The average cost to ship each package.

Why it's important: Helps you understand and control your shipping expenses.

How to track it: Divide total shipping costs by the number of packages shipped.

What to do with the data: If costs are higher than your forecast, look for ways to optimize packaging, negotiate better rates, or adjust your shipping pricing strategy.

11. Shipping Gap

The difference between the shipping revenue collected from customers and your actual shipping expenses.

Why it's important: Shows the difference between shipping revenue and expenses, indicating profitability.

How to track it: Subtract shipping expenses from shipping revenue collected from customers.

What to do with the data: A negative gap might indicate a need to adjust shipping charges or find ways to reduce shipping costs.

12. Shipping Expense as Percentage of Sales

The proportion of your total sales that goes towards shipping costs.

Why it's important: Provides context for your shipping costs relative to your overall business.

How to track it: Divide total shipping expenses by total sales.

What to do with the data: If this percentage is too high, consider strategies to reduce shipping costs or increase average order value.

13. Percentage Spend by Carrier/Service

The proportion of your total shipping spend allocated to each carrier and service level.

Why it's important: Helps optimize your carrier mix and negotiate better rates.

How to track it: Calculate the percentage of your total shipping spend going to each carrier and service level.

What to do with the data: If one carrier is significantly more expensive, consider shifting volume to more cost-effective options.

14. Surcharge Analysis

An analysis of the additional fees charged by carriers beyond the base shipping rate.

Why it's important: Surcharges can significantly impact your shipping costs.

How to track it: Analyze your top surcharges by both spend and frequency.

What to do with the data: High surcharges might indicate a need to adjust your shipping processes or negotiate with your carrier.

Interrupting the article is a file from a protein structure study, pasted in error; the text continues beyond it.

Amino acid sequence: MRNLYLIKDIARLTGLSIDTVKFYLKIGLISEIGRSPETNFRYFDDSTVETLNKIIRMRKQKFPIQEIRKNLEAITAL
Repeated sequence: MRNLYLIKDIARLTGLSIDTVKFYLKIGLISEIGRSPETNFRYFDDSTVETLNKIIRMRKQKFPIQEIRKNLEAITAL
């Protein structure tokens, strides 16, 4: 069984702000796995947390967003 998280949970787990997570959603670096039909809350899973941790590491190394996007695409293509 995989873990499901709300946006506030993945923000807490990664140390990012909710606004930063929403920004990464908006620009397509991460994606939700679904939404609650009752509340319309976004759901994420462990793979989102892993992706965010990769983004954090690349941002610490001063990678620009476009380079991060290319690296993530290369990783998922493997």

15. Regional and Channel Analysis

A breakdown of shipping costs and performance by geographic region and fulfillment channel.

Why it's important: Helps optimize your fulfillment network and pricing strategy.

How to track it: Analyze shipping costs and performance by region and fulfillment channel (e.g., DC, store, dropship).

What to do with the data: Use this information to optimize your fulfillment strategy, potentially leveraging ship-from-store or adjusting regional pricing.

Monthly/Quarterly Customer Experience KPIs

16. Customer Promised On-Time Delivery Rate

The percentage of orders delivered by the date promised to the customer at checkout.

Why it's important: Directly impacts customer satisfaction and trust in your brand.

How to track it: Compare actual delivery dates to the dates promised at checkout to identify any gap.

What to do with the data: If this rate is low, consider adjusting your promised delivery times or improving your fulfillment processes.

17. Delivered to Door vs. Delivered to Depot

The proportion of packages delivered directly to customers' doors versus those left at pickup locations.

Why it's important: Affects customer convenience and satisfaction.

How to track it: Calculate the percentage of packages delivered directly to customers versus left at a pickup location based on total shipments.

What to do with the data: A high depot delivery rate might indicate a need to adjust delivery options or improve address accuracy.

18. Undeliverable Packages

The number or percentage of packages that cannot be delivered and are returned to the sender.

Why it's important: Represents potential lost sales and customer dissatisfaction.

How to track it: Monitor the rate of packages returned as undeliverable.

What to do with the data: High rates might indicate issues with address accuracy. Improve your address verification process on your site.

19. Refused Deliveries

The number or percentage of packages that customers refuse to accept upon delivery.

Why it's important: Can lead to returns and refunds, impacting your bottom line.

How to track it: Monitor the rate of packages refused by customers.